Strength of schedule. This variable is more important now than ever before as college football evolves from the Bowl Championship Series era to something much closer to the Final Four in college basketball.
Apart from winning, where you play and who you play are probably the two most important elements – or should be – in determining the national rankings in college football and ultimately which four teams make the cut for the inaugural College Football Playoff this season.
How difficult the schedule is can mean all things good or a team’s worst nightmare. Teams that play a tough schedule and do well reap much greater rewards in the end than teams that load up with easy teams they are supposed to beat.
So which teams in the Big 12 draw the short stick this season when it comes to the difficulty of the schedule. You might be surprised to learn that it is not any of the conference teams that were nationally ranked in the preseason polls. The one exception might be the Texas Longhorns. More on that later in this article.
This is not to say that Oklahoma and Baylor, the teams most college football pundits and analysts cite as the best two teams in the Big 12 heading into opening of the 2012 season next weekend, don’t play difficult schedules. It’s just that the Sooners and the Bears are projected to be better than most all of the teams they play this season, at least on paper.
West Virginia, Oklahoma State and Iowa State aren’t that fortunate – not this coming season, anyway.
West Virginia gets my vote as the Big 12 team with the most difficult road to travel in terms of the Mountaineers’ 2014 football slate. To begin with, coach Dana Holgorsen’s team opens up with arguably the SEC’s best team, the Alabama Crimson Tide (back-to-back national champions in 2011 and 2012). The game is not in Tuscaloosa, but it is in Atlanta, which makes it a virtual home game for the Crimson Tide, despite the neutral-field setting.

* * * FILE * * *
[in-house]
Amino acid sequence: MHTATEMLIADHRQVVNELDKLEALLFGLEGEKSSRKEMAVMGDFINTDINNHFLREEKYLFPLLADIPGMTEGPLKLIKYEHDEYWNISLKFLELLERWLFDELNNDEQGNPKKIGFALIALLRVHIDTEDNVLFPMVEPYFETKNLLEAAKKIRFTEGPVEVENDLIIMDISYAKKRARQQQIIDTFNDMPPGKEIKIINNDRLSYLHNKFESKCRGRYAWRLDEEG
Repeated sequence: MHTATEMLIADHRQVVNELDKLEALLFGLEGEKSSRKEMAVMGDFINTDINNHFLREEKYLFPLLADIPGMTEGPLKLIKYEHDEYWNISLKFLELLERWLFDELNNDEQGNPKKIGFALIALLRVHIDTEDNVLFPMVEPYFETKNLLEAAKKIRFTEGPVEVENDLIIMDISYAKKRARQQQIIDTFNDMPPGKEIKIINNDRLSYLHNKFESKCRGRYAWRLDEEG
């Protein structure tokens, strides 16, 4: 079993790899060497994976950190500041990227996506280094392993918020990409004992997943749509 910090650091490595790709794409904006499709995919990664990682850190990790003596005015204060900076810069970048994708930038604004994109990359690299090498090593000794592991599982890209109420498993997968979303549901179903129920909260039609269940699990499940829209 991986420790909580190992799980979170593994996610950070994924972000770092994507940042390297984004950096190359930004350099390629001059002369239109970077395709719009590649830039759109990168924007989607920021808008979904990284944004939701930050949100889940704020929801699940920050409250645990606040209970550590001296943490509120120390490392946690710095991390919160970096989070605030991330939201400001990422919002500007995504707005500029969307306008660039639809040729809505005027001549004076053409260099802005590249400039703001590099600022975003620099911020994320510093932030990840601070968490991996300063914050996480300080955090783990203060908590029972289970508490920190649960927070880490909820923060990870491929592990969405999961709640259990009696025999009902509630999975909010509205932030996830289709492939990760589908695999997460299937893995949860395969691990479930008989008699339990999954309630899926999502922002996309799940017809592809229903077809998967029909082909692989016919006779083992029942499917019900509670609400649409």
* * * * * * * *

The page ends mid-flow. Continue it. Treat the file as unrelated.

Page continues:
Week two brings a home game against Towson, an FCS (Football Championship Subdivision) school. But don’t be fooled by Towson’s smaller-school standing. This Baltimore, Md.-based university was runner up to mighty North Dakota State, the same team that beat Kansas State last season and opens this year at Iowa State, in the FCS championship a year ago.
West Virginia’s final nonconference game of 2014 follows in week three at Maryland (which moves from the ACC to the Big Ten beginning this season), a team that hammered the Mountaineers a year ago in Morgantown by the hefty count of 37-0.
If that’s not enough, the Mountaineers open up their Big 12 schedule in week four, when preseason favorite Oklahoma comes calling. West Virginia does receive a break of sorts in hosting Baylor, Kansas State and TCU, in addition to the Sooners, this season. But they do have to go to Texas, Oklahoma State and Texas Tech, three of the toughest road environments in the Big 12.
Oklahoma State may have the most difficult opening-game assignment of any Big 12 team, with an Aug. 30 date against reigning national champion Florida State. This is another spotlight game on opening weekend, with a neutral-site setting at AT&T Stadium in Arlington, Texas. The location will slightly favor the Cowboys of OSU, but that will be the only advantage that might not go to the preseason No. 1-ranked Seminoles.
Not to jinx coach Mike Gundy’s Cowboys, but two other Big 12 teams have played in season-openers at the former Cowboys Stadium, and both lost (Oklahoma to BYU in 2009 and TCU to LSU last season).
Iowa State will probably be favored in only one conference game this season, and possibly not even in that game (at Kansas) by the time it tolls around on the schedule the second weekend in November. Next to Texas, Iowa State has the most difficult three-game nonconference schedule.
The Cyclones open up at home against three-time defending FCS champion North Dakota State. Two weeks later, they go to Iowa City for their annual clash with in-state rival Iowa, which went to the Outback Bowl last season (where the Big Ten Hawkeyes lost to LSU by a touchdown). Iowa State’s final nonconference game of 2014 doesn’t take place until the middle of October: a homecoming game against Toledo, the fifth-place team in the Mid-America Conference last season.
Coming back around to Texas, the Longhorns, under new head coach Charlie Strong, don’t leave the state of Texas until the end of September. Between then, however, the Longhorns will square off against a couple of highly formidable opponents.
On Sept. 6, the Longhorns will host BYU, which received votes in both the AP media poll and the Amway coaches’ poll to start the season and handed Texas a resounding 40-21 defeat in Provo last season. Top-10-ranked UCLA will be the opponent on Sept. 13 in a game to be played in Arlington that is certain to draw national attention.
Texas’ entire season could be determined in a two-week stretch between Oct. 4 and Oct. 11, when the Horns visit Baylor, followed by the annual Red River Showdown against archrival Oklahoma in Dallas.
All the preseason pontification will soon turn to actualization as the season kickoff looms just one week off.